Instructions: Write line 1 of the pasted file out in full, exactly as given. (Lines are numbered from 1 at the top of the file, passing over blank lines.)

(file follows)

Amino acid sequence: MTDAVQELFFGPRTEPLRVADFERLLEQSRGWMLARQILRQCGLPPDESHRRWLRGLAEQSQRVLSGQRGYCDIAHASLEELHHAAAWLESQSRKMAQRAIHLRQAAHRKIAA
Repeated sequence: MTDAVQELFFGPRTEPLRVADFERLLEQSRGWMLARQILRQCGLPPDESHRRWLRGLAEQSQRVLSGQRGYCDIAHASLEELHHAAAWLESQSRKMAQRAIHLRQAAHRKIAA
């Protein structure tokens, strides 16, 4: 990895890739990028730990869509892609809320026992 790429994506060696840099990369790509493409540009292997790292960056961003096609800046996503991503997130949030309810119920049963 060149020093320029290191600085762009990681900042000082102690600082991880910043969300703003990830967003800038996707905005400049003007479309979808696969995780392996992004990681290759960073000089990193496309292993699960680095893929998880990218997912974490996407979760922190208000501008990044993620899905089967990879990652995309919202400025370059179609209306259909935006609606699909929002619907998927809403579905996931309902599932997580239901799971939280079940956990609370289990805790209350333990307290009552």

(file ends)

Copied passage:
Amino acid sequence: MTDAVQELFFGPRTEPLRVADFERLLEQSRGWMLARQILRQCGLPPDESHRRWLRGLAEQSQRVLSGQRGYCDIAHASLEELHHAAAWLESQSRKMAQRAIHLRQAAHRKIAA